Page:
The author argues for the concept of "gentle" neoliberalism to account for how discourse in anti-bullying texts has increasingly presented itself as gentle and kind, while simultaneously reinforcing systems of surveillance and control. Results, based on a grounded theory analysis of 22 anti-bullying books, reveal that the texts generally decoupled bullying from power relations based on sexuality, overlooking homophobia and heteronormativity and marginalizing the experiences of lesbian, gay, bisexual, and transgender (LGBT) youth. Further, findings demonstrate a shift over time in the texts from an explicitly harsh description of the bullies to a seemingly kinder emphasis on reporting and intervening on behalf of the individual being bullied. This shift to interventionist discourse potentially expands mechanisms of control and reinforces inequalities based on race and social class, as bystanders are increasingly held accountable and students are encouraged to report their peers to authority figures. In response to neoliberal anti-bullying discourse, the author argues for scholarship and policy solutions that undermine unequal power structures and yet also oppose surveillance strategies of monitoring, reporting, and intervening.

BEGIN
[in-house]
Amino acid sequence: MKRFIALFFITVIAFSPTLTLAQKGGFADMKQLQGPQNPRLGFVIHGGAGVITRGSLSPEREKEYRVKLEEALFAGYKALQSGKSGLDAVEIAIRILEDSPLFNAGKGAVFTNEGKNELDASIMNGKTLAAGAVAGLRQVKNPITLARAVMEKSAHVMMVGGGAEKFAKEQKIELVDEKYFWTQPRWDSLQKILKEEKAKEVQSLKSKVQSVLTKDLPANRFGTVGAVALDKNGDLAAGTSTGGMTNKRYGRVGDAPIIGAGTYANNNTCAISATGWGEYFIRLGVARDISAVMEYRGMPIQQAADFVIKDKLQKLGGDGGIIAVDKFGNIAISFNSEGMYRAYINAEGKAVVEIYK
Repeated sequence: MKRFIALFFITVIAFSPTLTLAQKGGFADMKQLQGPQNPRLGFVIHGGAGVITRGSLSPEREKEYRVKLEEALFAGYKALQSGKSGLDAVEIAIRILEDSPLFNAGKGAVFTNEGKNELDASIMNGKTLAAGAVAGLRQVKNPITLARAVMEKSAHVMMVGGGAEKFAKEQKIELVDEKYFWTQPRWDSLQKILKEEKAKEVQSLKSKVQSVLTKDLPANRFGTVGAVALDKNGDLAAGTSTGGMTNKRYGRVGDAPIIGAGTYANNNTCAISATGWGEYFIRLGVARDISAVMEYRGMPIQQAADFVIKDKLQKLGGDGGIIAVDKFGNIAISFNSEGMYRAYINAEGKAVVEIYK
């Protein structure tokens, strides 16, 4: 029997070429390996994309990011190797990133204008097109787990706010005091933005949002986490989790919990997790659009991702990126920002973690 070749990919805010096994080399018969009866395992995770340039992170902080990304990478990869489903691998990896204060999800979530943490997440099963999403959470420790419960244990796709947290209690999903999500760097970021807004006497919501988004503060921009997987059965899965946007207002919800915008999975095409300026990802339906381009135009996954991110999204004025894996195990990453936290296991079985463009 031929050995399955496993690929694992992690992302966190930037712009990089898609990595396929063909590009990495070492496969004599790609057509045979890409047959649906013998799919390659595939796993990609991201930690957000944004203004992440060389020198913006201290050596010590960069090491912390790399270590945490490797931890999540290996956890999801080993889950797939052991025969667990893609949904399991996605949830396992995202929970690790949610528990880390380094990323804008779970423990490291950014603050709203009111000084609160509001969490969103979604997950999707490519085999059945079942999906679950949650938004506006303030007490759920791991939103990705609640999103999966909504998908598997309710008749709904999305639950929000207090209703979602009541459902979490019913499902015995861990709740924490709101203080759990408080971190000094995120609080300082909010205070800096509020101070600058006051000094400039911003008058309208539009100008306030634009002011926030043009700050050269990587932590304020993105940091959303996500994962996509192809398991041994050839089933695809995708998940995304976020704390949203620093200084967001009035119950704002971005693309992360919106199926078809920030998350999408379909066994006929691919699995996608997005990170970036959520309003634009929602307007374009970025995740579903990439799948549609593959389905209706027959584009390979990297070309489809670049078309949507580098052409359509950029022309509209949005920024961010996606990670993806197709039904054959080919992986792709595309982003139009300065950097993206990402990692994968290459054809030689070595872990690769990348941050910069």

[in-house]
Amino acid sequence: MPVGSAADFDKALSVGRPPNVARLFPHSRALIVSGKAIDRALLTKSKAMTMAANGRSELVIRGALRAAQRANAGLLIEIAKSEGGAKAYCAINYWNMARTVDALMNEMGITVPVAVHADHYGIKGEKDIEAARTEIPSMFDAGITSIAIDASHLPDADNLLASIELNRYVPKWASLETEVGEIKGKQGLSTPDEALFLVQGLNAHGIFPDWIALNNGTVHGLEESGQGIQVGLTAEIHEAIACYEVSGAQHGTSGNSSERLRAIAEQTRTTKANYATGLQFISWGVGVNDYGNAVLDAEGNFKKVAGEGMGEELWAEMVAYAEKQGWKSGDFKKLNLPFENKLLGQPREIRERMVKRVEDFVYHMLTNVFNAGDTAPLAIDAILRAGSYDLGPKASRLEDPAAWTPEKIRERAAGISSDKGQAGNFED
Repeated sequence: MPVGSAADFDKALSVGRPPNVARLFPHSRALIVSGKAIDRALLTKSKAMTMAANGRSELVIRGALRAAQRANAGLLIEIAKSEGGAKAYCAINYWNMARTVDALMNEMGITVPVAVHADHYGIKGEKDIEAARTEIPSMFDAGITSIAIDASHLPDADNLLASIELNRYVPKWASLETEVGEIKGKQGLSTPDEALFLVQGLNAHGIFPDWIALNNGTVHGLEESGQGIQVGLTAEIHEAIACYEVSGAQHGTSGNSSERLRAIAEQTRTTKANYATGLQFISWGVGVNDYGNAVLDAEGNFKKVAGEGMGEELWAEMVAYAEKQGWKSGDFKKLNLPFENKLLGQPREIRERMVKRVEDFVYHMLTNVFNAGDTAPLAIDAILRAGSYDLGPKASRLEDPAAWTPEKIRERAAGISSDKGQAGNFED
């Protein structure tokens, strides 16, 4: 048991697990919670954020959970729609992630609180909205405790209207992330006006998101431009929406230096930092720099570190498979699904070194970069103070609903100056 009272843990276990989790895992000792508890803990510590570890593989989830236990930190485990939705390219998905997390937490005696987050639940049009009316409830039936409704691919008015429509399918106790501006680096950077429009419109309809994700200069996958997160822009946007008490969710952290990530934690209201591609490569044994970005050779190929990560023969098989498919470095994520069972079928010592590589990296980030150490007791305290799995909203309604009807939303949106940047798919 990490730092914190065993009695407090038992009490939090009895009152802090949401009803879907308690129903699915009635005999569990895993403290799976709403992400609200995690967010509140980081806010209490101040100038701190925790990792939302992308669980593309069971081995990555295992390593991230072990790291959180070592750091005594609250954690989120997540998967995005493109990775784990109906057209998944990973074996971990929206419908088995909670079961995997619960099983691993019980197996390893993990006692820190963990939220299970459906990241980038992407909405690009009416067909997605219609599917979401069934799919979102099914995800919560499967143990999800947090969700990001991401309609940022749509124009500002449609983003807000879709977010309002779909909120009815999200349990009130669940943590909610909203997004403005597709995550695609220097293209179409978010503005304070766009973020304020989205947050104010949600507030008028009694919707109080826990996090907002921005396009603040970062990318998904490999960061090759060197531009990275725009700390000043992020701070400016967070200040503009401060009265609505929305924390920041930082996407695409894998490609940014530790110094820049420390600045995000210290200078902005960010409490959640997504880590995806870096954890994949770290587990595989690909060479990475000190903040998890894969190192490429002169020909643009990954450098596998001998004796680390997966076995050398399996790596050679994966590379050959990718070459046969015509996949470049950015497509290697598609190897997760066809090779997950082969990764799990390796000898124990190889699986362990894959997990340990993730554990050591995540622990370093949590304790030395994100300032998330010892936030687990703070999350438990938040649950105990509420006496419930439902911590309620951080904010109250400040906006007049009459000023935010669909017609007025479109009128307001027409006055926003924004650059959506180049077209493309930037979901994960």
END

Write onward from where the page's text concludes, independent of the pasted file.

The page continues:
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Meyer, D. The Gentle Neoliberalism of Modern Anti-bullying Texts: Surveillance, Intervention, and Bystanders in Contemporary Bullying Discourse. Sex Res Soc Policy 13, 356–370 (2016). https://doi.org/10.1007/s13178-016-0238-9
- LGBT studies